Sunday, September 9, 2007

This Weekends Contemplation - You’d Think They Could Leave Statisticians Out of the Politics

As a statistician I often found myself in the middle of political “wars” concerning various decisions or directions that senior management wanted to pursue. The reason I was often in the middle was not because I wanted to be, but because I could access “objective” numbers that would substantiate one direction or another. My favorite process was for senior management to make a decision and ask my team to provide the numbers to substantiate their position. This ran contrary to the way I was trained. Being a classically trained statistician, I was taught to allow the data to do the talking. As my advisor once told me, “the data leaves a trail, your job as a statistician is to learn how to follow it.”

By the way, the article below from the WSJ uses the war in Iraq as an example of how data is used. The purpose of this post is not to discuss the war in Iraq and I have no “public” opinion on the issue of the war in Iraq.

Most of us go about our daily lives without having to handle sums in the billions and trillions. So when advocates, politicians or business leaders want to get a rise from us over, say, wasteful spending, they have to figure out how to get us to understand what their studies have uncovered -- and to see it their way.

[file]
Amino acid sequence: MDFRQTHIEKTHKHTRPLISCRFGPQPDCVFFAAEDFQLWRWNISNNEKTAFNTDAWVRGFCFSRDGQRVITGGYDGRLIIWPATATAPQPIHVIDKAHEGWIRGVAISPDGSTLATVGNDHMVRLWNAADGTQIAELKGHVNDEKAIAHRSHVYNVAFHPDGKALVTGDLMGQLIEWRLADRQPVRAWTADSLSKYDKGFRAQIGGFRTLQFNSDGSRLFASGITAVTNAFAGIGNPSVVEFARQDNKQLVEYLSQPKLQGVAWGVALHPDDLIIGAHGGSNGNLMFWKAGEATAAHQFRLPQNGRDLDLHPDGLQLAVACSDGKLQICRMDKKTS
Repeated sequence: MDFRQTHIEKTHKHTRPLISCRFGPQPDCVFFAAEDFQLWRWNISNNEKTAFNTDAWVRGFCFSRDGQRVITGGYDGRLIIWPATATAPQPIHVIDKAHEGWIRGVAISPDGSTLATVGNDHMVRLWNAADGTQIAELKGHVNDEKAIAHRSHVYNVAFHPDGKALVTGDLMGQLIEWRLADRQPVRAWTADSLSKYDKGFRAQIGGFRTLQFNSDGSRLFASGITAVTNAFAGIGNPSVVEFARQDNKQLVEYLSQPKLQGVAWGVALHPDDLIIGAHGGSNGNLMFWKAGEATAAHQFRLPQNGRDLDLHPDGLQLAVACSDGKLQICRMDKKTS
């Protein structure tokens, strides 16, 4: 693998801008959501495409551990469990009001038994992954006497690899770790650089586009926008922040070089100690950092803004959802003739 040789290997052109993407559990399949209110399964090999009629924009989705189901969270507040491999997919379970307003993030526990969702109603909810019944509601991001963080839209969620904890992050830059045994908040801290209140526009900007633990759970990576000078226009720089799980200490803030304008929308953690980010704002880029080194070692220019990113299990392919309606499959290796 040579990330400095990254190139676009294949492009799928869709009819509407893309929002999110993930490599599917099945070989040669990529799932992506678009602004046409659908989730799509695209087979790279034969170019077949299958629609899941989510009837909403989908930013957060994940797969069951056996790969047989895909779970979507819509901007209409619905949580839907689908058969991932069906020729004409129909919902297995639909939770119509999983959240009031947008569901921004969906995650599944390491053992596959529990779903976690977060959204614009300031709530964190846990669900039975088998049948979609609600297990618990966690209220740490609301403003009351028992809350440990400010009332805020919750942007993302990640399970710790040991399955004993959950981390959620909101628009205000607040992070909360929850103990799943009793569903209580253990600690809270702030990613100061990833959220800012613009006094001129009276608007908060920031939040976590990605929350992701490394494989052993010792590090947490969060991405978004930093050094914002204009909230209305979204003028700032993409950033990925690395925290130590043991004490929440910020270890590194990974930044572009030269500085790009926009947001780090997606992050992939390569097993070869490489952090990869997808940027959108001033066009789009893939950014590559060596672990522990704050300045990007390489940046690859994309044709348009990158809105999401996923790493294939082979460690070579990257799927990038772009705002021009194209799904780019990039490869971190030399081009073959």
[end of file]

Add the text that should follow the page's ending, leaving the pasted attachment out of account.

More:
These days, one of the numbers we hear most often in the news is that the federal government has spent more than $400 billion on operations in Iraq. That figure, calculated by the Congressional Budget Office, is frequently cited by opponents of the war when they urge troop withdrawal.
The challenge is to make that number provoke shock and awe.

One Web site divides the cost among U.S. adults, showing visitors how each adult could have bought two pairs of Manolo Blahnik patent-leather pumps, or 1,858 longneck bottles of Bud or Bud Light beer. A blogger conjured up the notion that $400 billion would buy enough golf balls to fill all the tractor-trailers it would take to reach across a 13-lane highway, bumper-to-bumper, from Los Angeles to New York.